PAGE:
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Meatless Most Days

Story and Photos by Zachary Armand

Watching what you eat may save the planet. Well, maybe that’s a hyperbole, but our food choices do have an impact on the environment. Generally, eating less meat can reduce your carbon footprint, as raising animals for food results in pretty high greenhouse gas emissions and has some other negative environmental impacts. Plus, decreasing your meat intake can be beneficial to your health.

It may seem like cutting out an entire food group can be difficult, but there are ways to make it easier. With many dishes, simply removing the offending ingredient from the recipe or replacing it with a vegetarian option can make a dish tasty and meat-free.

For example, I’m a huge fan of chicken pot pie. Something about a warm, savory, flaky pie feels so comforting, especially during the winter months. Since I don’t think I could do without that dish, I’ve taken the chicken out of the recipe and modified the rest of the ingredients when I cook it – but I’ll talk more about that later. This is just one of many meat-free recipes I’ve incorporated into my cooking repertoire.

These days, I eat some kind of meat maybe once or twice a week – way less than I did even five years ago. Usually, this ends up being me treating myself when I go out to eat. Despite switching over to milk substitutes and making my own seitan for protein, I can’t seem to say no to a bowl of steaming tonkatsu ramen or some BBQ chicken when presented with the option

The only issue I run into with my free-form, mostly-meatless diet is what to label myself. When people ask me about my dietary restrictions, I’m never quite sure what to say. I’m not vegetarian, certainly not vegan, don’t feel full omnivore, not quite pescatarian, or anything else I can think of. Perhaps I could sum it up by saying I’m vegetarian most of the time, but that leaves me feeling like I’m failing some kind of test. Sometimes, it almost seems like my dietary label is a contest, and anything less than 100% commitment is failure.

Lately I’ve come to terms with what I eat and rejected the unhealthy obsession with labeling what I choose to consume. Even the studies that brought the harm of animal farming to my attention included some line about how reducing consumption would be better than sticking to the status quo. So, I’ve given up on trying to squeeze into some narrow dietary definition.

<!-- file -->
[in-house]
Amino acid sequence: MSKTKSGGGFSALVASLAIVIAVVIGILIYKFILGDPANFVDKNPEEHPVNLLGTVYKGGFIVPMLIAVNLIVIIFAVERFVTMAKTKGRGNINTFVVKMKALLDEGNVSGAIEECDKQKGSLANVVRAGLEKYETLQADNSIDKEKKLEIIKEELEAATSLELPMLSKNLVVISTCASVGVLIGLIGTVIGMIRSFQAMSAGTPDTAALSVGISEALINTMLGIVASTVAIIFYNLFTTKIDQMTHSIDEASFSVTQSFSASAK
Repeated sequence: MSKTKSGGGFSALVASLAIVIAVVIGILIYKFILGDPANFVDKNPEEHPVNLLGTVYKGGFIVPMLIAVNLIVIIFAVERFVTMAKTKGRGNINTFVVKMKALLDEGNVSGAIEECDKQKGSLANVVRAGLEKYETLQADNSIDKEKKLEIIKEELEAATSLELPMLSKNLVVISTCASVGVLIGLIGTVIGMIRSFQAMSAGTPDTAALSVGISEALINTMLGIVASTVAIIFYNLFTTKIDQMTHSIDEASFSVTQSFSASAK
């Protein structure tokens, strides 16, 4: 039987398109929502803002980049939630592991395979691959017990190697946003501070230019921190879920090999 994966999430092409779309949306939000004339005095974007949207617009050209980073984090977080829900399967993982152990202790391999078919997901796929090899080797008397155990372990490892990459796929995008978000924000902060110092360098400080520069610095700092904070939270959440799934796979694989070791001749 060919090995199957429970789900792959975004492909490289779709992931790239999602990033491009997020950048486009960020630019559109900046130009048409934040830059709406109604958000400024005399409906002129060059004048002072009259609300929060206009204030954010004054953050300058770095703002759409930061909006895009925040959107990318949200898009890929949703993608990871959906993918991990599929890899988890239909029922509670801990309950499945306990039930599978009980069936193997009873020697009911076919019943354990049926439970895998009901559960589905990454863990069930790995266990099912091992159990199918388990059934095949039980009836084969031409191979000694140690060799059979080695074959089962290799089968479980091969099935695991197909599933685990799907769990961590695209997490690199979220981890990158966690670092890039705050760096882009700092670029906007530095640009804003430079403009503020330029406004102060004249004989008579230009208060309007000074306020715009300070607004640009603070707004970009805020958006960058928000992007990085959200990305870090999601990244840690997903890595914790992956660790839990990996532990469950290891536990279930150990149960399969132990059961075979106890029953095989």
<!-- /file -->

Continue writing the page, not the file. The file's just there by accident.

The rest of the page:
I’ve come to embrace my label-less diet and just focus on doing as much good as possible. I don’t think I’ll ever be able to give up ice cream or fully stop eating some chicken soup with my family, but knowing that reducing my meat to once or twice a week and not worrying about it all of the time is having some positive impact gives me some peace of mind. Plus, there’s less pressure and negative feelings that way. For all the environmental and health concerns I have about meat consumption, cutting down is better than doing nothing, and good recipes make that easier.





Veggie Pot Pie Recipe


  • 2 tablespoons butter or vegan butter substitute
  • 1 small yellow onion
  • 1 cup of sliced carrots (100g)
  • 1 cup of sliced celery stalk (100g)
  • 2 medium white button mushroom, or other variety, sliced – ¾ of a cup (45g)
  • 1 cup of thinly sliced kale
  • 1 clove garlic, sliced thin
  • 2 sprigs fresh thyme
  • ¼ cup flour (30g)
  • 1 bay leaf
  • 1 ½ cup vegetable stock (350mL)
  • ½ cup almond milk, or other unsweetened milk substitute (120mL)
  • 1/3 cup frozen peas
  • 1 medium Russet potato, cut into ½ inch cubes (150g)
  • Salt
  • Pepper
  • Puff Pastry or other topping
  • 1 tablespoon butter, melted


  1. Preheat oven to 400 degrees F. Place six small/medium ramekins on a metal baking sheet.
  2. In a large dutch oven or other pot, melt butter over medium heat, then cook onions until beginning to soften, about 5 minutes
  3. Add carrots, celery, kale, and mushrooms. Cook until just beginning to soften (or wilt, for kale), about 3-5 minutes. Be careful to not overcook to avoid mushy vegetables.
  4. Add flour, garlic and thyme. Cook until flour begins to brown and lose its flour taste, stirring constantly, about 30 seconds – 1 minute. Add salt and pepper to taste.
  5. While stirring, gradually add vegetable stock, almond milk and the bay leaf. Making sure to stir occasionally to avoid burning the bottom, simmer for around 10-15 minutes, or until the filling has thickened.
  6. Remove from heat. Add frozen peas and potatoes.
  7. Spoon filling into ramekins, leaving a little less than 1 inch of space in each. Place puff pastry topping on on the filling. Brush topping with melted butter, if desired.
  8. Bake in oven until pastry begins to turn golden brown, about 30 minutes. Remove from oven, and let sit for 5 minutes. Serve hot.

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